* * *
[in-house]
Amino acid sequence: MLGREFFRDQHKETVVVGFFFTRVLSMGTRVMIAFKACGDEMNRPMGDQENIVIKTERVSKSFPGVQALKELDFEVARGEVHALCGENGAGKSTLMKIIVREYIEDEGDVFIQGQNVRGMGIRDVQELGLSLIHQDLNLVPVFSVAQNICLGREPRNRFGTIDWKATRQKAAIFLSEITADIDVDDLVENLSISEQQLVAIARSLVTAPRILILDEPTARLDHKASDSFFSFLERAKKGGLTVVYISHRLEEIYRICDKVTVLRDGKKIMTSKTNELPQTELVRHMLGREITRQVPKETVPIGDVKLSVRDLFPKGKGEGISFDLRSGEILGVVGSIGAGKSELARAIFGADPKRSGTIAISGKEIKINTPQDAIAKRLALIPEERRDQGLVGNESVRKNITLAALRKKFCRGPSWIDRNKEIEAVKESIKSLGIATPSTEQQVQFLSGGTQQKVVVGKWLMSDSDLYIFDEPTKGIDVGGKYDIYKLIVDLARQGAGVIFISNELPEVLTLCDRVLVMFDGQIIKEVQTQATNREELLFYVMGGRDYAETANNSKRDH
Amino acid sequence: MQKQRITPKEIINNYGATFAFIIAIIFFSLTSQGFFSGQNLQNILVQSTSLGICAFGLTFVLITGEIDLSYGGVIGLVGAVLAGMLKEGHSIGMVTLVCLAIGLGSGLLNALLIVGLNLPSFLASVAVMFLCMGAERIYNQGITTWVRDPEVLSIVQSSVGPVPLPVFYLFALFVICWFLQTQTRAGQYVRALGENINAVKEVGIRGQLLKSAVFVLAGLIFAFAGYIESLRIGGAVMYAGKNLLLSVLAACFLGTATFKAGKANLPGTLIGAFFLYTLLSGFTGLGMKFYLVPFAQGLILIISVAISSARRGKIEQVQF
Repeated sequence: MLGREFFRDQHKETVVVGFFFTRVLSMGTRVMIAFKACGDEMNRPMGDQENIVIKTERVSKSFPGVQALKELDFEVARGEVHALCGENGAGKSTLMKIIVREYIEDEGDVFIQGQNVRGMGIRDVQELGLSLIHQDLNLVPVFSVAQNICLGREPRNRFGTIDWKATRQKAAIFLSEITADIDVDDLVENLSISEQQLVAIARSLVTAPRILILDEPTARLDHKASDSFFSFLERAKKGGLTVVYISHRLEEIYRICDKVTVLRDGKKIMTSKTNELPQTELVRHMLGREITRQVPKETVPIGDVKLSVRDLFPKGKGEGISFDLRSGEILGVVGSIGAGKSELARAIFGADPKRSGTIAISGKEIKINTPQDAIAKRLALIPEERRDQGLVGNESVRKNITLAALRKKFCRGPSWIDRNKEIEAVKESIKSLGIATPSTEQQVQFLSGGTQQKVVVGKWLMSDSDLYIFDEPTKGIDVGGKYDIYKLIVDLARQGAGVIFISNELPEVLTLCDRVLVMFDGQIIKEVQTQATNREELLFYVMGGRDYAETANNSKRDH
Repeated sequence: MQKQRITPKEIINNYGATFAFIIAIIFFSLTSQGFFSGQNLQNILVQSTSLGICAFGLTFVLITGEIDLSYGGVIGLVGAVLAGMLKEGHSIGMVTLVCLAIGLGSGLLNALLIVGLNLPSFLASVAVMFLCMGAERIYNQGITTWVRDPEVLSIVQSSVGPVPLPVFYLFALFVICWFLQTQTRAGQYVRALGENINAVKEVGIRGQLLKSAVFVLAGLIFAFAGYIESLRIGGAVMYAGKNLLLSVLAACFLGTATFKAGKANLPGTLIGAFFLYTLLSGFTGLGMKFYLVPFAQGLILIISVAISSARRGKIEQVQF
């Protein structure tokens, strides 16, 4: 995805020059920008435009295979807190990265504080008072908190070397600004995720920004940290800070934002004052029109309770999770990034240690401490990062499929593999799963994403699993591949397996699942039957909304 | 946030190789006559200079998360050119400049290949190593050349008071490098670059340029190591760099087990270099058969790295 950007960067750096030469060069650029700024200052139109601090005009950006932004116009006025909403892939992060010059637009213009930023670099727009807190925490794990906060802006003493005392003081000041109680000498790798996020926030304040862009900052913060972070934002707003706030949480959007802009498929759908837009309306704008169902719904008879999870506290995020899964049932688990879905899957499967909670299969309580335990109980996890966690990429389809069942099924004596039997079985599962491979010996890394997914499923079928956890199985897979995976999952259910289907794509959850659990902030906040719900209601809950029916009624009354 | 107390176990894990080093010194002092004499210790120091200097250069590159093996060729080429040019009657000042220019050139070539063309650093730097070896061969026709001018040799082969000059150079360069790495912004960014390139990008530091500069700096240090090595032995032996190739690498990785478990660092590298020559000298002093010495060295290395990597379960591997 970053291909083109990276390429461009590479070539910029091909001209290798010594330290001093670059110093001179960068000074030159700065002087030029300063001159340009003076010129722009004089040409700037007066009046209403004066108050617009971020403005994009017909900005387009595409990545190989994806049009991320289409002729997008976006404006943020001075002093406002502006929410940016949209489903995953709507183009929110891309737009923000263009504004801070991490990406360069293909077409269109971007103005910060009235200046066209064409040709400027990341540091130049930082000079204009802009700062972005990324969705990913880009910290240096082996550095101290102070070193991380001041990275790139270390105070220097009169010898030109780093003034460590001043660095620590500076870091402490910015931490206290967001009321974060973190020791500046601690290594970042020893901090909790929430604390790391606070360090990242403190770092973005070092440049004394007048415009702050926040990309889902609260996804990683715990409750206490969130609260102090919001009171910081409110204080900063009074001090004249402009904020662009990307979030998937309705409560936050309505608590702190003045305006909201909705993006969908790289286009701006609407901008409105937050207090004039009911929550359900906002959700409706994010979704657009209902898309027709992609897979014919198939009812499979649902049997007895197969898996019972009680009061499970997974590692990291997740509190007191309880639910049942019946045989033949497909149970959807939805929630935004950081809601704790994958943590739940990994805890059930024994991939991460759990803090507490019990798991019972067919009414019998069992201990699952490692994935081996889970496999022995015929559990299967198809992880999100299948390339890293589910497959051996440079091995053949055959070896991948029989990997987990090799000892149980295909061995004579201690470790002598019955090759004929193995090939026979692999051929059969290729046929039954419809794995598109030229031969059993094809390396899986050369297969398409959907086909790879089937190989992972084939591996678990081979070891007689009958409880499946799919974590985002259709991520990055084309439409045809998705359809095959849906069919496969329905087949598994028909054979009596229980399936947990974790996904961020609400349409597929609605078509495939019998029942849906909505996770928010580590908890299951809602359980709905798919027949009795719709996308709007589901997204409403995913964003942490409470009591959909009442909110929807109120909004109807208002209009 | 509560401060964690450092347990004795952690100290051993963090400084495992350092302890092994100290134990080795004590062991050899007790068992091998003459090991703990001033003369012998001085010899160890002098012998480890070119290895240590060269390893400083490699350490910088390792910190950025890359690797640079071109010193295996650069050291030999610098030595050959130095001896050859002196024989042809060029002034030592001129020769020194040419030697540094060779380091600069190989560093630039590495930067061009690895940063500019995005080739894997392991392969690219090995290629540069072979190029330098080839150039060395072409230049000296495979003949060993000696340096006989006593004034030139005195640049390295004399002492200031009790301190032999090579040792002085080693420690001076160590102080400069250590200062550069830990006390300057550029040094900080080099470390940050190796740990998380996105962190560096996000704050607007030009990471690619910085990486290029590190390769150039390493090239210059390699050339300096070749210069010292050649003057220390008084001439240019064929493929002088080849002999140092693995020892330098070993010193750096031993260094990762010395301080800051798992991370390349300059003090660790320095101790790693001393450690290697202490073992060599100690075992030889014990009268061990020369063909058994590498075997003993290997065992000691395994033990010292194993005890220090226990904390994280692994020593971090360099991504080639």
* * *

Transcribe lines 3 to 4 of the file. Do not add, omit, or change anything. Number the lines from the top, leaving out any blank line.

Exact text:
Amino acid sequence: MQKQRITPKEIINNYGATFAFIIAIIFFSLTSQGFFSGQNLQNILVQSTSLGICAFGLTFVLITGEIDLSYGGVIGLVGAVLAGMLKEGHSIGMVTLVCLAIGLGSGLLNALLIVGLNLPSFLASVAVMFLCMGAERIYNQGITTWVRDPEVLSIVQSSVGPVPLPVFYLFALFVICWFLQTQTRAGQYVRALGENINAVKEVGIRGQLLKSAVFVLAGLIFAFAGYIESLRIGGAVMYAGKNLLLSVLAACFLGTATFKAGKANLPGTLIGAFFLYTLLSGFTGLGMKFYLVPFAQGLILIISVAISSARRGKIEQVQF
Repeated sequence: MLGREFFRDQHKETVVVGFFFTRVLSMGTRVMIAFKACGDEMNRPMGDQENIVIKTERVSKSFPGVQALKELDFEVARGEVHALCGENGAGKSTLMKIIVREYIEDEGDVFIQGQNVRGMGIRDVQELGLSLIHQDLNLVPVFSVAQNICLGREPRNRFGTIDWKATRQKAAIFLSEITADIDVDDLVENLSISEQQLVAIARSLVTAPRILILDEPTARLDHKASDSFFSFLERAKKGGLTVVYISHRLEEIYRICDKVTVLRDGKKIMTSKTNELPQTELVRHMLGREITRQVPKETVPIGDVKLSVRDLFPKGKGEGISFDLRSGEILGVVGSIGAGKSELARAIFGADPKRSGTIAISGKEIKINTPQDAIAKRLALIPEERRDQGLVGNESVRKNITLAALRKKFCRGPSWIDRNKEIEAVKESIKSLGIATPSTEQQVQFLSGGTQQKVVVGKWLMSDSDLYIFDEPTKGIDVGGKYDIYKLIVDLARQGAGVIFISNELPEVLTLCDRVLVMFDGQIIKEVQTQATNREELLFYVMGGRDYAETANNSKRDH